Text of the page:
A research study demonstrated that for the children living in inner parts of the city are more prone to dangerous effects of environmental tobacco. This is the reason, asthma is more commonly found among these children. The research highlights many points which are responsible for development of asthma in young kids. One of these reasons is the presence of smoker at homes where the children live. In other words, if any of family members is habitual to smoking, the likelihood of asthma increases. It must be considered with caution that the healthcare institutes and the developers of other intervention programs usually ignore this aspect and focus on other reasons of asthma. However, this point must also be considered (Kattan, et al., 1997).

Another study conducted by tested the urine cotinine levels of 199 children to find the links between exposures to environment smoke caused by tobacco in young kids. The median urine cotinine levels of 116 children were found as 5.6 ng per millilitre. It was noticed that many children are victims of asthma because of smoking habits of mother or other persons. The more the exposure was to the environment tobacco smoke; the increased acute exacerbations of asthma were reported. These exposures were either reported by the parents or were found through the urine cotinine levels. Measurement of urine cotinine levels from this study further assisted in collection of proof that there exists a relationship between asthma (and other respirator issues) and breathing in smoky air. The relationship is particularly valid for young children. The results from the data gathered in this study focus on the need for organised and dedicated efforts to control the exposure of young kids suffering from asthma to environmental tobacco smoke (Chilmonczyk, et al., 1993).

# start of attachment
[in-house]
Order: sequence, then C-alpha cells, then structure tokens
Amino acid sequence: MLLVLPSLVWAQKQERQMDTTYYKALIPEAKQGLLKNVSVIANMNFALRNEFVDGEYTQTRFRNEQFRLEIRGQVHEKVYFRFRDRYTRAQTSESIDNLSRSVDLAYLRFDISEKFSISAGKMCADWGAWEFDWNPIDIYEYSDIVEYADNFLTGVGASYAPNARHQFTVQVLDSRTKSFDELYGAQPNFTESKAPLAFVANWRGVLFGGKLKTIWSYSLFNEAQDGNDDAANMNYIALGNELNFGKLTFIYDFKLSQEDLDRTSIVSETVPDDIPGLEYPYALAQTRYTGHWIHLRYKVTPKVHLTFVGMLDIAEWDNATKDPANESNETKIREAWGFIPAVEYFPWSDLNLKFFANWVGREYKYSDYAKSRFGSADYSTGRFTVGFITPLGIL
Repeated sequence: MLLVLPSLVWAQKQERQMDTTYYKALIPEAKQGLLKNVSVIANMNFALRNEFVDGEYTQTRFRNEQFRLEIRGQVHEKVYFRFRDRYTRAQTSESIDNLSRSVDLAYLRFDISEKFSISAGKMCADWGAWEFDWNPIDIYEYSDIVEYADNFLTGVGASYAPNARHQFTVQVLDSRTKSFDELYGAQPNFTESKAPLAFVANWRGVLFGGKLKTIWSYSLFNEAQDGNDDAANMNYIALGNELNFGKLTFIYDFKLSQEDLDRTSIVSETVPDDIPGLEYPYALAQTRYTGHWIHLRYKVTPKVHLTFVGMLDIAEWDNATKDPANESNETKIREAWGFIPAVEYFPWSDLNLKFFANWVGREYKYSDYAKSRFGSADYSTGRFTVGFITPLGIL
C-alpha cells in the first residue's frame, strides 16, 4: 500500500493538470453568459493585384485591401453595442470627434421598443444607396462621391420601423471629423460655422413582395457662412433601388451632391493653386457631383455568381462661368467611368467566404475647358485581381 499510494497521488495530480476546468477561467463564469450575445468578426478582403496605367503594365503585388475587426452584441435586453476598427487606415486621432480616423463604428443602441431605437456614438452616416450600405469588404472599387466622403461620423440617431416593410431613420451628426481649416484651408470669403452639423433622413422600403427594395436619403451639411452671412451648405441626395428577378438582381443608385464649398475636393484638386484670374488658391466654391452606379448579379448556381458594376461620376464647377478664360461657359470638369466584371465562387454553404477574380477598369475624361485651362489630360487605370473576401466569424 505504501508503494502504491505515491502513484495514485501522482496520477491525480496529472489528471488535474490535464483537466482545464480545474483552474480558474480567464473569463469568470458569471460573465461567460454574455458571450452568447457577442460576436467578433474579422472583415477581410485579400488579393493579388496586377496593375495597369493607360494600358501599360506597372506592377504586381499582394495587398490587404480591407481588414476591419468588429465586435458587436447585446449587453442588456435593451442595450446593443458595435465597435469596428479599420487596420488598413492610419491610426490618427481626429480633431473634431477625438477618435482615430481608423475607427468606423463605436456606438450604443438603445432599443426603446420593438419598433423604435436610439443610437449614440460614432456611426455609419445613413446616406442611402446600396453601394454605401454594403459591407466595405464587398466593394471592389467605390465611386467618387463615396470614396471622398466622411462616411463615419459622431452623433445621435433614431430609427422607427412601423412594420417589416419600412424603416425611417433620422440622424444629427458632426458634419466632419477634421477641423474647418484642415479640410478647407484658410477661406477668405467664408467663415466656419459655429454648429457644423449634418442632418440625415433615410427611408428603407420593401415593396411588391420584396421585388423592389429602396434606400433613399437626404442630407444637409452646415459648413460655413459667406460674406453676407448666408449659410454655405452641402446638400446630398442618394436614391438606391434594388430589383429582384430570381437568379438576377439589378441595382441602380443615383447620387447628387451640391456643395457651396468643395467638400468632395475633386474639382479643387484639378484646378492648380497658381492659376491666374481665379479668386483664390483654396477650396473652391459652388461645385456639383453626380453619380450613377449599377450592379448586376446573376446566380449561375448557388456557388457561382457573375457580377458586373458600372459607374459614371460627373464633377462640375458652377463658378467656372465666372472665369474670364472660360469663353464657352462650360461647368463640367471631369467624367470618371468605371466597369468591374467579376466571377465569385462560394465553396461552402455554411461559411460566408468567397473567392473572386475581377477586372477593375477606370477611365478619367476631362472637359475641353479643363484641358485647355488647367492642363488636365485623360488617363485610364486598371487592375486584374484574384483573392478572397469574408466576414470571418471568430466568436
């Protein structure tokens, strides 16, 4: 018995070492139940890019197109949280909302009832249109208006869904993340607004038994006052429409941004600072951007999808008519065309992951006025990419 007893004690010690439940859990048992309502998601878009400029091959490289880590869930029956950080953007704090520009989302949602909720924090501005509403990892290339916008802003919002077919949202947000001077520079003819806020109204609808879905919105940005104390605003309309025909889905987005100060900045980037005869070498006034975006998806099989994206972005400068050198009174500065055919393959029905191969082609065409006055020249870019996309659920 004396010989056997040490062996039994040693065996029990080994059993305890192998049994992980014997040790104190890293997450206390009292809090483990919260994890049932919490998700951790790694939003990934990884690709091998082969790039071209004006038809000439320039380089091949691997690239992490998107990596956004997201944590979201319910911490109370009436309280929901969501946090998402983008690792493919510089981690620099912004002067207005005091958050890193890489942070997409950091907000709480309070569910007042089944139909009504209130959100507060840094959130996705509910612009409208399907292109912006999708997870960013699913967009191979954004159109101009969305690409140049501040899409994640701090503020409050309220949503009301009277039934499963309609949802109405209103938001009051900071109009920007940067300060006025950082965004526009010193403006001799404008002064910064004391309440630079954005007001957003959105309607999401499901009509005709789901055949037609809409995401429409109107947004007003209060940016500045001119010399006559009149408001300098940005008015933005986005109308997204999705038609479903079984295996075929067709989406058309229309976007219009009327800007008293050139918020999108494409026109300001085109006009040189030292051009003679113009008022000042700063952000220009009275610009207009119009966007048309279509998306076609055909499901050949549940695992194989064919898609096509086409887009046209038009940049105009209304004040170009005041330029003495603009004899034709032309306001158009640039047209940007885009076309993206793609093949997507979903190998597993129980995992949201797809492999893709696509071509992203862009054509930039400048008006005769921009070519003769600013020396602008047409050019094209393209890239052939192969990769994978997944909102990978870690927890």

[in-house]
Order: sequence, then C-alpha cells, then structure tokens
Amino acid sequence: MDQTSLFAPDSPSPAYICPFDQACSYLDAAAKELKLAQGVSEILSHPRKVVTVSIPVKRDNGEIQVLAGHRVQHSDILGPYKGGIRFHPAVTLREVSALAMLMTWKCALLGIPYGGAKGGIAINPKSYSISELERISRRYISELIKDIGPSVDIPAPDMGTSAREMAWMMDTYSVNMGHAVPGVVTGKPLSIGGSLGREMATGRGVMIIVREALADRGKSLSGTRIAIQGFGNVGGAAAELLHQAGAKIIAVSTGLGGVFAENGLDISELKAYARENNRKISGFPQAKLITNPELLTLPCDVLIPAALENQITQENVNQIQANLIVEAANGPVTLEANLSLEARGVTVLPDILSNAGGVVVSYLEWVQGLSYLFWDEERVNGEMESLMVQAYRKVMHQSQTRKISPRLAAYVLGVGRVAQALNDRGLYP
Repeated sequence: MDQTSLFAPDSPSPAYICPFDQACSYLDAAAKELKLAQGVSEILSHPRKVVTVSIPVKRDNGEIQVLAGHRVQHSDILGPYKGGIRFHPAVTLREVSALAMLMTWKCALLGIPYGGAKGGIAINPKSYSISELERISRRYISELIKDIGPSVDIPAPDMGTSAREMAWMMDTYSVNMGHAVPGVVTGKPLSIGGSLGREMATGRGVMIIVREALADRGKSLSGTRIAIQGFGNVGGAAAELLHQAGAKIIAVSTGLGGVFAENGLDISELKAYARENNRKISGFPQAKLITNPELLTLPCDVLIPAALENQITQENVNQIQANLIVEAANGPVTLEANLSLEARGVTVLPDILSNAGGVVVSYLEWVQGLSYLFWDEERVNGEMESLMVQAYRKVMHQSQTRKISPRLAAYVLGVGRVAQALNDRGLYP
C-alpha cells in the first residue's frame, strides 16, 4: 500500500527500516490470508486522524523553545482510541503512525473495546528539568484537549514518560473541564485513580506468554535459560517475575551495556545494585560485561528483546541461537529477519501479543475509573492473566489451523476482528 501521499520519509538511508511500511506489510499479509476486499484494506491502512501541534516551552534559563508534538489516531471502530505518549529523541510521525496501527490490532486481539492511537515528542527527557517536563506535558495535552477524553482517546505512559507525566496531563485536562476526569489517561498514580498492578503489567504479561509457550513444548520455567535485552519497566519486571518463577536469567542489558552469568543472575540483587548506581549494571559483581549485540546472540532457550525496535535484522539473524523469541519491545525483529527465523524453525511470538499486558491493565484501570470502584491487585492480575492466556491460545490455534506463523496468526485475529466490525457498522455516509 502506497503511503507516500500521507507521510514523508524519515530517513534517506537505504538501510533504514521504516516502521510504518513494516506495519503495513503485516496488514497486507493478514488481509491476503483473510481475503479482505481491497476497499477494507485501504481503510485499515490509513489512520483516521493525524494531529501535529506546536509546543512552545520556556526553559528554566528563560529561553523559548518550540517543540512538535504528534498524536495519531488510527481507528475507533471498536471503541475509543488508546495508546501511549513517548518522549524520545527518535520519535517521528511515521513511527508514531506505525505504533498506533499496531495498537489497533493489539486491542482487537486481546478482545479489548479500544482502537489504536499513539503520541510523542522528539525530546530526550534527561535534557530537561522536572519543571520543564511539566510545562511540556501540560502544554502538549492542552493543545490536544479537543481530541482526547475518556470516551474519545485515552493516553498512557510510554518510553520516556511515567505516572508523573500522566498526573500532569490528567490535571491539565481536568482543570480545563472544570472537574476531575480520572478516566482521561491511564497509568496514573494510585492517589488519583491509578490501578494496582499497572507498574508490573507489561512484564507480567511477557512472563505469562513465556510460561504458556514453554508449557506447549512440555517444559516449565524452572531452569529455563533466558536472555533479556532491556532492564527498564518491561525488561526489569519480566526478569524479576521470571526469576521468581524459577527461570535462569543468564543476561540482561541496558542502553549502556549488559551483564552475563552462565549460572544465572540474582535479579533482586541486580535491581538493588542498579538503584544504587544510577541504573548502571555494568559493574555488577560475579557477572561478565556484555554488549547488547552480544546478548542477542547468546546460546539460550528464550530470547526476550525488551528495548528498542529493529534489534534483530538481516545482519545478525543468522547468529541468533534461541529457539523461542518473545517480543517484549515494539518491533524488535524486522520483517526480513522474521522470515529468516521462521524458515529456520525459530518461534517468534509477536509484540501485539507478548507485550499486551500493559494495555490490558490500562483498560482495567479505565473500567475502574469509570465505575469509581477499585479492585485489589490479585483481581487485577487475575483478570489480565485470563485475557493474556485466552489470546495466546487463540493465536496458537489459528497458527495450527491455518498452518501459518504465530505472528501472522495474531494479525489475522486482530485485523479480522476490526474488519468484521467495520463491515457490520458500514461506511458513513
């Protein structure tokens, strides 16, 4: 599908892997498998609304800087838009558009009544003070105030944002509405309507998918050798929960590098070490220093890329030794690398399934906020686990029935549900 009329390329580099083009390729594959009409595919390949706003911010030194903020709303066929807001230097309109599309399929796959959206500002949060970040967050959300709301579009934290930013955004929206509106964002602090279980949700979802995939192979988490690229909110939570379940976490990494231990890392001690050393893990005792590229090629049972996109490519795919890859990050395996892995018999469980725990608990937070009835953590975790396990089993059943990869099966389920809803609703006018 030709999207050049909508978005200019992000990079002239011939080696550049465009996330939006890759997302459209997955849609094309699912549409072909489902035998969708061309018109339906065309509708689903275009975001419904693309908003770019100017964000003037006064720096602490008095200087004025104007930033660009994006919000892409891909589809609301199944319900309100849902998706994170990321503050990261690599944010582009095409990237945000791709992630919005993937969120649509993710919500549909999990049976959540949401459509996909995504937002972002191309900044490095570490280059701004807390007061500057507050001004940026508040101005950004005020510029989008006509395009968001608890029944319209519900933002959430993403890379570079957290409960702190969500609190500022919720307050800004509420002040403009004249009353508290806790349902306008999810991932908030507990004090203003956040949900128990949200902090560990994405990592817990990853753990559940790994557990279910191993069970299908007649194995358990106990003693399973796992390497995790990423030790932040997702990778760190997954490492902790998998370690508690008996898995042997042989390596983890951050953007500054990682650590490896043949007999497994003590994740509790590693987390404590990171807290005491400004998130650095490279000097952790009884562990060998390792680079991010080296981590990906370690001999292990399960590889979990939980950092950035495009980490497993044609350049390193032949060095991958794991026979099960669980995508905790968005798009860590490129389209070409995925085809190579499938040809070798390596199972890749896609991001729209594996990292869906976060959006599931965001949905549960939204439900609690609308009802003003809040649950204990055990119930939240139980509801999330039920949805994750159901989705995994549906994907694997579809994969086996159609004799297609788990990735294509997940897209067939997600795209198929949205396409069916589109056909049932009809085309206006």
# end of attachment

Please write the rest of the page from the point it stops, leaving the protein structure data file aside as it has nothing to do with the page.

Another study was conducted collecting the sample of 5,762 children who were in the age of school going and used to live in 12 Southern California. The study was conducted to validate the relationship between asthma and mother's smoking habits during pregnancy. The study concluded that the children who live in the company f multiple smokers are more prone to its detrimental impacts as compared to the ones who live with single smoker. Furthermore, if mother smokes during pregnancy, the child is bound to receive the adverse effects. The study also found out that the smoking habits of women during pregnancy raises the probability that during childhood, asthma with occur (Gilliland, LI, & Peters, 2000).

Few researchers conducted a study on the factors of smoke exposure during prenatal and postnatal period and their likely impact on children's health. They concluded that Environment tobacco smoke exposure is the worst exposure for children. Environment tobacco smoke exposures are associated with many physical and mental problems. It is no exaggeration to state that many neurological orders are associated with smoke exposure. People may behave irrationally, or lose their intelligence. It is also possible that they may find it extremely difficult to quit smoking once they grow as their brought up is in smoky environment.

The study also concluded that the independent impact of exposure to smoke during both pre- and postnatal periods is high. There is a respiratory risk associated with parental smoking (DiFranza, Aligne, & Weitzman, 2003).

Another study led to the following four conclusions:

If mother smokes, the child will definitely have asthma during childhood.

The asthma developed during childhood may prolong for the rest of one's life.